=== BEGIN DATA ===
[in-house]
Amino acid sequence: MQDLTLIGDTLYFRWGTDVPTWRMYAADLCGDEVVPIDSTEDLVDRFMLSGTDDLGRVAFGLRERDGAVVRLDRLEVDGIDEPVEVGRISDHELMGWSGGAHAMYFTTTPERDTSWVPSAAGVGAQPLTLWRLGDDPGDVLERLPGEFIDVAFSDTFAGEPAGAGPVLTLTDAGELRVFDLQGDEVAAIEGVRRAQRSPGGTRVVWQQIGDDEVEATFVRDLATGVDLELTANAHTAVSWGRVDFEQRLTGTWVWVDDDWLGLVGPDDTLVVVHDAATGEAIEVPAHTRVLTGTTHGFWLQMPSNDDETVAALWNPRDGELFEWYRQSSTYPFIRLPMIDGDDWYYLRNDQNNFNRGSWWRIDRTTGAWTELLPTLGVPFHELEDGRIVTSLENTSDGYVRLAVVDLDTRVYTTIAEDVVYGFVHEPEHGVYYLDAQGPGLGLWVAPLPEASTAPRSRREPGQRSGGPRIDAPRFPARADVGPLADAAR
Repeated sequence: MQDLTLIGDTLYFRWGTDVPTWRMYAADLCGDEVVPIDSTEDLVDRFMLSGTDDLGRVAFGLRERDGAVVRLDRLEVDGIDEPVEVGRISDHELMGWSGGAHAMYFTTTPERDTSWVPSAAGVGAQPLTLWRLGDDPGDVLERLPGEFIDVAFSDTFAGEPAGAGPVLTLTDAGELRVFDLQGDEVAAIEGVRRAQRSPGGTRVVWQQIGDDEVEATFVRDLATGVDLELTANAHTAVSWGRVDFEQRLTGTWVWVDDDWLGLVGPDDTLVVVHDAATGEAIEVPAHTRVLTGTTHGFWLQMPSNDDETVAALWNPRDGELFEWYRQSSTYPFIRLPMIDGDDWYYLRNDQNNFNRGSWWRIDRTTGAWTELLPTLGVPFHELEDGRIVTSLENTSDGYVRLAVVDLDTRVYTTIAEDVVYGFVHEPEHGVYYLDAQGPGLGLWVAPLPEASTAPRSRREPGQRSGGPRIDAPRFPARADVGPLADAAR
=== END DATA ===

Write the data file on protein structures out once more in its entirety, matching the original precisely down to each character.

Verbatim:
[in-house]
Amino acid sequence: MQDLTLIGDTLYFRWGTDVPTWRMYAADLCGDEVVPIDSTEDLVDRFMLSGTDDLGRVAFGLRERDGAVVRLDRLEVDGIDEPVEVGRISDHELMGWSGGAHAMYFTTTPERDTSWVPSAAGVGAQPLTLWRLGDDPGDVLERLPGEFIDVAFSDTFAGEPAGAGPVLTLTDAGELRVFDLQGDEVAAIEGVRRAQRSPGGTRVVWQQIGDDEVEATFVRDLATGVDLELTANAHTAVSWGRVDFEQRLTGTWVWVDDDWLGLVGPDDTLVVVHDAATGEAIEVPAHTRVLTGTTHGFWLQMPSNDDETVAALWNPRDGELFEWYRQSSTYPFIRLPMIDGDDWYYLRNDQNNFNRGSWWRIDRTTGAWTELLPTLGVPFHELEDGRIVTSLENTSDGYVRLAVVDLDTRVYTTIAEDVVYGFVHEPEHGVYYLDAQGPGLGLWVAPLPEASTAPRSRREPGQRSGGPRIDAPRFPARADVGPLADAAR
Repeated sequence: MQDLTLIGDTLYFRWGTDVPTWRMYAADLCGDEVVPIDSTEDLVDRFMLSGTDDLGRVAFGLRERDGAVVRLDRLEVDGIDEPVEVGRISDHELMGWSGGAHAMYFTTTPERDTSWVPSAAGVGAQPLTLWRLGDDPGDVLERLPGEFIDVAFSDTFAGEPAGAGPVLTLTDAGELRVFDLQGDEVAAIEGVRRAQRSPGGTRVVWQQIGDDEVEATFVRDLATGVDLELTANAHTAVSWGRVDFEQRLTGTWVWVDDDWLGLVGPDDTLVVVHDAATGEAIEVPAHTRVLTGTTHGFWLQMPSNDDETVAALWNPRDGELFEWYRQSSTYPFIRLPMIDGDDWYYLRNDQNNFNRGSWWRIDRTTGAWTELLPTLGVPFHELEDGRIVTSLENTSDGYVRLAVVDLDTRVYTTIAEDVVYGFVHEPEHGVYYLDAQGPGLGLWVAPLPEASTAPRSRREPGQRSGGPRIDAPRFPARADVGPLADAAR